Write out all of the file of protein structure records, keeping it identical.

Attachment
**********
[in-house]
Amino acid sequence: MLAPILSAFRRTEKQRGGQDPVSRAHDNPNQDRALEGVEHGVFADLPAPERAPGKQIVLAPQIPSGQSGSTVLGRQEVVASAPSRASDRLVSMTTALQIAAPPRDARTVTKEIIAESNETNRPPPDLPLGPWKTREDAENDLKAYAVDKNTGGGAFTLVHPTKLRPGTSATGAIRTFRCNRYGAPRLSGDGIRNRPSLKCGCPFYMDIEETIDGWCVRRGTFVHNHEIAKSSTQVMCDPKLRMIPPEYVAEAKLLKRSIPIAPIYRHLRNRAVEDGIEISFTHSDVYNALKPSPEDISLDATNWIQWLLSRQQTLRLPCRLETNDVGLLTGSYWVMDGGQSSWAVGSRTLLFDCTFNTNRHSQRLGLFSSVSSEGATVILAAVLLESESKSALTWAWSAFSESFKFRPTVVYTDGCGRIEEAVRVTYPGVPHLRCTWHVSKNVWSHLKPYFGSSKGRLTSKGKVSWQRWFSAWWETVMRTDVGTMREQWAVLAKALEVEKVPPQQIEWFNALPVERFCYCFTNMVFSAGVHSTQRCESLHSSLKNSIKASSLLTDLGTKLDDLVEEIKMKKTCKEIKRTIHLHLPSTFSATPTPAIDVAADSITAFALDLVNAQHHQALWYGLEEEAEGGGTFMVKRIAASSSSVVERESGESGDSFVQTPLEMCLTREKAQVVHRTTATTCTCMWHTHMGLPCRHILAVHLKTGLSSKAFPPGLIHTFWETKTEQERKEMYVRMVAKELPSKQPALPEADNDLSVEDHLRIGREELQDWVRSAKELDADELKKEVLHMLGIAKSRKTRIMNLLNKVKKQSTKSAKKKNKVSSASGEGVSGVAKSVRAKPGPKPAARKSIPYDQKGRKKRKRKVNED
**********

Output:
[in-house]
Amino acid sequence: MLAPILSAFRRTEKQRGGQDPVSRAHDNPNQDRALEGVEHGVFADLPAPERAPGKQIVLAPQIPSGQSGSTVLGRQEVVASAPSRASDRLVSMTTALQIAAPPRDARTVTKEIIAESNETNRPPPDLPLGPWKTREDAENDLKAYAVDKNTGGGAFTLVHPTKLRPGTSATGAIRTFRCNRYGAPRLSGDGIRNRPSLKCGCPFYMDIEETIDGWCVRRGTFVHNHEIAKSSTQVMCDPKLRMIPPEYVAEAKLLKRSIPIAPIYRHLRNRAVEDGIEISFTHSDVYNALKPSPEDISLDATNWIQWLLSRQQTLRLPCRLETNDVGLLTGSYWVMDGGQSSWAVGSRTLLFDCTFNTNRHSQRLGLFSSVSSEGATVILAAVLLESESKSALTWAWSAFSESFKFRPTVVYTDGCGRIEEAVRVTYPGVPHLRCTWHVSKNVWSHLKPYFGSSKGRLTSKGKVSWQRWFSAWWETVMRTDVGTMREQWAVLAKALEVEKVPPQQIEWFNALPVERFCYCFTNMVFSAGVHSTQRCESLHSSLKNSIKASSLLTDLGTKLDDLVEEIKMKKTCKEIKRTIHLHLPSTFSATPTPAIDVAADSITAFALDLVNAQHHQALWYGLEEEAEGGGTFMVKRIAASSSSVVERESGESGDSFVQTPLEMCLTREKAQVVHRTTATTCTCMWHTHMGLPCRHILAVHLKTGLSSKAFPPGLIHTFWETKTEQERKEMYVRMVAKELPSKQPALPEADNDLSVEDHLRIGREELQDWVRSAKELDADELKKEVLHMLGIAKSRKTRIMNLLNKVKKQSTKSAKKKNKVSSASGEGVSGVAKSVRAKPGPKPAARKSIPYDQKGRKKRKRKVNED